This book falls much more into the standard Young Adult Fantasy Romance tropes than the previous two books in the trilogy, which made it both more immediately engaging and less interesting. Like, the dialogue and developing romance was snappy reading, but I just. didn't. caaaaaaaaaaaare. In fact, most of the romantic relationships between the teenagers by the time we've reached this last book are kind of icky (Sin and Alan! Out of nowhere! 2getha 4eva 4 no apparent reason! What? Heeeeey, Jamie gets a love interest! ...it's the dude who used to beat him up and occasionally swapped that out for stalking him! Are you for serious?) except for Mae and Nick. The most emotionally resonant pairing is the one with the character whose emotions explicitly - and pretty damn consistently - Don't Work That Way. And, you know, the only one with three books developing that, instead of slapping it all together at the end.
And it's a bit of a shame, because I think there's some really interesting stuff with Sin here - balancing the magic family/nonmagic family, economic and race issues actually being mentioned and incorporated into the plot in the ways they have very really effects on her life!, etc. - but I feel like when push comes to shove, they take a backseat to the And Now We Love Each Other SO Much, You Don't Even Know thing with Alan. And, frankly, they both deserve better (and need to GROW UP MORE before they're pairing off forever and ever, but that may just be my frustrations with much of the young adult genre talking there).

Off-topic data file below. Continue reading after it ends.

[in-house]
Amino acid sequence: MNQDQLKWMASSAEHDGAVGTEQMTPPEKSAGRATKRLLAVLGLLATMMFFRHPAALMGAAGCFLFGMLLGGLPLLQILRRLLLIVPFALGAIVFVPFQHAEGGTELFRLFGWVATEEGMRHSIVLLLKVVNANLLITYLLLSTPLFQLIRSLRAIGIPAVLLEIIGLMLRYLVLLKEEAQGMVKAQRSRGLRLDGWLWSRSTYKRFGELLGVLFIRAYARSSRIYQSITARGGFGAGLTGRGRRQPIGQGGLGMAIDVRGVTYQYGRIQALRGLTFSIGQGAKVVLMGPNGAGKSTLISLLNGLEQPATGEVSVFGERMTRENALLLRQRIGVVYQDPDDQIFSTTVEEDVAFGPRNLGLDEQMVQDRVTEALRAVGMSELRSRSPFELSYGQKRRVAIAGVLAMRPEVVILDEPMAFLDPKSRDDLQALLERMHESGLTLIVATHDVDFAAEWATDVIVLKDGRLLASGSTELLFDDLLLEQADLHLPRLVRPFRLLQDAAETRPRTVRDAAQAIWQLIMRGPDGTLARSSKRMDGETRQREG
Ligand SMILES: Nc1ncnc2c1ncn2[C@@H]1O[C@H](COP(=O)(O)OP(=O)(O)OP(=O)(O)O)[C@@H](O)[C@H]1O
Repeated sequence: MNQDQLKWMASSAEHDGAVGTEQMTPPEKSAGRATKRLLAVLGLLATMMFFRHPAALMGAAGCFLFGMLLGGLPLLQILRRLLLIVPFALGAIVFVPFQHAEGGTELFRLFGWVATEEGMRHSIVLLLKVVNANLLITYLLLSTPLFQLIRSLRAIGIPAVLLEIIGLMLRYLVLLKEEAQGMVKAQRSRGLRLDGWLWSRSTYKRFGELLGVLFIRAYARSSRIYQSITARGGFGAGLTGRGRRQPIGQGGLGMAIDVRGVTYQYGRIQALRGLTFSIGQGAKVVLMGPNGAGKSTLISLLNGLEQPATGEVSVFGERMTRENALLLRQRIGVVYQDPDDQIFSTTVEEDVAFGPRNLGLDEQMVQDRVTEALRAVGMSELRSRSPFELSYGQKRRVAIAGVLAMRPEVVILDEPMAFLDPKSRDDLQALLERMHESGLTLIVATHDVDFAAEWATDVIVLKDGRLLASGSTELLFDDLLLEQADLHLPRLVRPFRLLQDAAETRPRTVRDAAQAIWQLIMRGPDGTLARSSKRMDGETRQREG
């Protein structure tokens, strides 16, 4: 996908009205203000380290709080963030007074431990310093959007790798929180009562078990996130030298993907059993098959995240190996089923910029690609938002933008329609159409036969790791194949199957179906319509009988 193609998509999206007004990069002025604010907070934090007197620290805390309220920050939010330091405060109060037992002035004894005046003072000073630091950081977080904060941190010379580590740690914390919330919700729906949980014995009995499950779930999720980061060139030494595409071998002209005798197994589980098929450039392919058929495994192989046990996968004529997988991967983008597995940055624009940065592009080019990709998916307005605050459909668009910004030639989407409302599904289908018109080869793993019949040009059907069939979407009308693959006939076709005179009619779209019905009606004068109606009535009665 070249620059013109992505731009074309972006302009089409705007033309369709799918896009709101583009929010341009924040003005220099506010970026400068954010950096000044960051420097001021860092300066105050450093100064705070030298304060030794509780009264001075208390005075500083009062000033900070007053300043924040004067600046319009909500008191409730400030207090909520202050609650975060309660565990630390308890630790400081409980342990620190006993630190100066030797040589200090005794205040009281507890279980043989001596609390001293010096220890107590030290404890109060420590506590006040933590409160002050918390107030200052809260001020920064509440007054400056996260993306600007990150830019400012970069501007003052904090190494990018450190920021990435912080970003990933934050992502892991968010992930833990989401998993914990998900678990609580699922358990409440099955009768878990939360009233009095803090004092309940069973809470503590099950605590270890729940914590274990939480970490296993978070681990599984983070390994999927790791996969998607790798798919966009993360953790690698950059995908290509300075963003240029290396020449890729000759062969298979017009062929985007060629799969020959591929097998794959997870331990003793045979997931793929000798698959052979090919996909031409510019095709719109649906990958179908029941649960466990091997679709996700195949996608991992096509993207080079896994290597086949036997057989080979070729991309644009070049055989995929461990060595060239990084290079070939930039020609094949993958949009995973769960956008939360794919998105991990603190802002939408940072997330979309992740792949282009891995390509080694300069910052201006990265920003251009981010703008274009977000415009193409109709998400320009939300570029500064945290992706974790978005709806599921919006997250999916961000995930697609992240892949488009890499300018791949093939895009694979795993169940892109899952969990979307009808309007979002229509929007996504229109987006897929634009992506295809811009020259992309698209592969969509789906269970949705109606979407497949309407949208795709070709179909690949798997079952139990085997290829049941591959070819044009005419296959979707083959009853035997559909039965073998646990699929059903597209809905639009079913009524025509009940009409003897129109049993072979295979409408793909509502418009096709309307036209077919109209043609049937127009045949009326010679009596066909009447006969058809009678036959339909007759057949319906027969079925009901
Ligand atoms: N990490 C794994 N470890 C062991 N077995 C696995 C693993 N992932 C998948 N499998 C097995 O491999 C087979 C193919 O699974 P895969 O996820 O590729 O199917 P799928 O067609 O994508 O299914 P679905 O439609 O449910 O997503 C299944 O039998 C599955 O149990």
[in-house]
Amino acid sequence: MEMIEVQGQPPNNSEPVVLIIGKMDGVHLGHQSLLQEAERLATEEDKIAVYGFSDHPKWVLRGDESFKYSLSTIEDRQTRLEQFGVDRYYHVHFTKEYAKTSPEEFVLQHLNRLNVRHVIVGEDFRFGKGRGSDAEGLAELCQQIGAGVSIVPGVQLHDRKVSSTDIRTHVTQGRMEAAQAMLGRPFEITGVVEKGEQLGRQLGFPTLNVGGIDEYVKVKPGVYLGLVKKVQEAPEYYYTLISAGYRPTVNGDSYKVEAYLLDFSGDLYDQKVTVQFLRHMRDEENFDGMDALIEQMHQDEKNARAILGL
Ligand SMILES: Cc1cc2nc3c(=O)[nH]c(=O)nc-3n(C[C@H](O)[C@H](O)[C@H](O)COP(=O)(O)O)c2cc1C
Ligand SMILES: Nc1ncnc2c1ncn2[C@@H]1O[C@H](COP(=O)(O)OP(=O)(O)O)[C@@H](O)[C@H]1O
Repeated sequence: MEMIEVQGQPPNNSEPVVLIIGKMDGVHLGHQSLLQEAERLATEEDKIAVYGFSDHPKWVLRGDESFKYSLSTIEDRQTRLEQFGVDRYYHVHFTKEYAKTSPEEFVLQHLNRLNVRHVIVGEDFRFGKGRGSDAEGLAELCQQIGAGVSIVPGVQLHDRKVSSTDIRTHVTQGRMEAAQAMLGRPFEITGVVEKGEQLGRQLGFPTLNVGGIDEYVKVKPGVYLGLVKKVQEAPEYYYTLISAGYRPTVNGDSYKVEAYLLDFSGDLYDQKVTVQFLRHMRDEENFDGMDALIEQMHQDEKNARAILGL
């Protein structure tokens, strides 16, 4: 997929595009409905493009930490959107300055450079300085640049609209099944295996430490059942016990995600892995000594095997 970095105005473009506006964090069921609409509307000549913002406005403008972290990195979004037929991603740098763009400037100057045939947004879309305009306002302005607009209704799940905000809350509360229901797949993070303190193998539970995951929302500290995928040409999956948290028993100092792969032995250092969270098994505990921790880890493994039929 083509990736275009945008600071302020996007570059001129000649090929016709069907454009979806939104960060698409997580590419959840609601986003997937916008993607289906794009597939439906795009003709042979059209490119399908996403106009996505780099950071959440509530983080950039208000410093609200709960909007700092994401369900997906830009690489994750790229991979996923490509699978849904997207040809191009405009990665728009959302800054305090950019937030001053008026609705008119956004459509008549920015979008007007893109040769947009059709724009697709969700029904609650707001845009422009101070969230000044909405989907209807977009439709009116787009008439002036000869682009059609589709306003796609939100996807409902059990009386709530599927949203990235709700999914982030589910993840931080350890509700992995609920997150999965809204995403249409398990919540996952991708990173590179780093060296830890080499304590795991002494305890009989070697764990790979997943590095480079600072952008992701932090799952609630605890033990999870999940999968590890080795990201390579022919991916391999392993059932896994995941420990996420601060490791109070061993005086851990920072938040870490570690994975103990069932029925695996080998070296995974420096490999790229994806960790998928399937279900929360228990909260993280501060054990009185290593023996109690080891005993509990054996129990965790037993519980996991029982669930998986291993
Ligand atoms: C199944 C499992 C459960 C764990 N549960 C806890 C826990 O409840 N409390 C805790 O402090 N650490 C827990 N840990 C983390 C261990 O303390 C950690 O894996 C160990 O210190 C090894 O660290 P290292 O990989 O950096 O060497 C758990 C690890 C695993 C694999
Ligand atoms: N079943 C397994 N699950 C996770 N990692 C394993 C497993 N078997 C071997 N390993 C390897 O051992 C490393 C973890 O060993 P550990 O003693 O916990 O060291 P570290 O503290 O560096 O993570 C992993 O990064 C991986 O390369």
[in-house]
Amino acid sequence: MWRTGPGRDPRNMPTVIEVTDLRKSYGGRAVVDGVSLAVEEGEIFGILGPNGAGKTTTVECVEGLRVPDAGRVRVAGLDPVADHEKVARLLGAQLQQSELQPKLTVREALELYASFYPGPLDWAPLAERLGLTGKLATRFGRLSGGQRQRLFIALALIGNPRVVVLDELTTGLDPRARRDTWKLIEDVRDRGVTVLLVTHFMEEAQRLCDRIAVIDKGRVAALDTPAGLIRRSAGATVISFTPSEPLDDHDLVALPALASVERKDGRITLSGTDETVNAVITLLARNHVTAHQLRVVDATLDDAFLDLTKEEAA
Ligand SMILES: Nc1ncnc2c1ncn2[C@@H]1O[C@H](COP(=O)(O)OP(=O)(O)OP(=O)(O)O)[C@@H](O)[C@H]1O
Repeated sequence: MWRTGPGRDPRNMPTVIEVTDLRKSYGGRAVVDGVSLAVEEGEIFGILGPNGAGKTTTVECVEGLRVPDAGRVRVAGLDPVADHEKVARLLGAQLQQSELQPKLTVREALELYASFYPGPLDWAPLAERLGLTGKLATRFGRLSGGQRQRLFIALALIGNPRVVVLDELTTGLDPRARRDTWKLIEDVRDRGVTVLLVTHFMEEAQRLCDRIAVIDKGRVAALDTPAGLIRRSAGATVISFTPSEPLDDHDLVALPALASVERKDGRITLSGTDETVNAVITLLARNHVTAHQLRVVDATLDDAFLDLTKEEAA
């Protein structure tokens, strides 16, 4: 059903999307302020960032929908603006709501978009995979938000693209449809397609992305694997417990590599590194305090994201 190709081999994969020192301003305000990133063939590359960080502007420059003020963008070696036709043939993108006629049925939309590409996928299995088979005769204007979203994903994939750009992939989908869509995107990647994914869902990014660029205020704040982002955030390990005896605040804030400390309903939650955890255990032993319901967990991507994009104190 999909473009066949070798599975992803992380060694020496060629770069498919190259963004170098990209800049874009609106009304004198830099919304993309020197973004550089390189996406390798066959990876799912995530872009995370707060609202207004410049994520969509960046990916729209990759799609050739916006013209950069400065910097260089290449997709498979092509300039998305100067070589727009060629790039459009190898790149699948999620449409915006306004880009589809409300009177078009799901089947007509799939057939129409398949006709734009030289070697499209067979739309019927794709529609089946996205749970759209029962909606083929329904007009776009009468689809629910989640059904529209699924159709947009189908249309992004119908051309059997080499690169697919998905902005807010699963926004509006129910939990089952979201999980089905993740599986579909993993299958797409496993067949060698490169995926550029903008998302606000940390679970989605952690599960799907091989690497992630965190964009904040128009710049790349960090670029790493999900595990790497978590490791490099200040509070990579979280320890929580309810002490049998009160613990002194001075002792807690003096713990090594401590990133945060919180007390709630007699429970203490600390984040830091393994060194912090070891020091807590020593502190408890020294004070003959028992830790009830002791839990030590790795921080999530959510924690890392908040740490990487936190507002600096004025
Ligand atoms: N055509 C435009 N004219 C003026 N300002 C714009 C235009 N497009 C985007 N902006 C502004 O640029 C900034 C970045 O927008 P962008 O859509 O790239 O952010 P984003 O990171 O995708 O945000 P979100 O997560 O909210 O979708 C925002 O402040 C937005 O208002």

Also also, as much as I enjoy Mae and her prickliness, how much she finds her place in this new world with her deep seated practicality with the carnival, I cannot help but look MAJOR side-eye that has the white muggle waltzing in and kicking out the black girl who's been raised and trained for this all her life. (And, no, the "we'll reconsider this in seven years" thing doesn't make me less eye-rolly.)
Side-eye aside, I did agree when the text explicitly had them say, "Hey, at least we're not fighting over a boy?" Progress! I think?
Also hat tip to the whole series for being exactly as gruesome and full of death as it really ought to be. And for having that gruesomeness and death have explicit, on-screen consequences.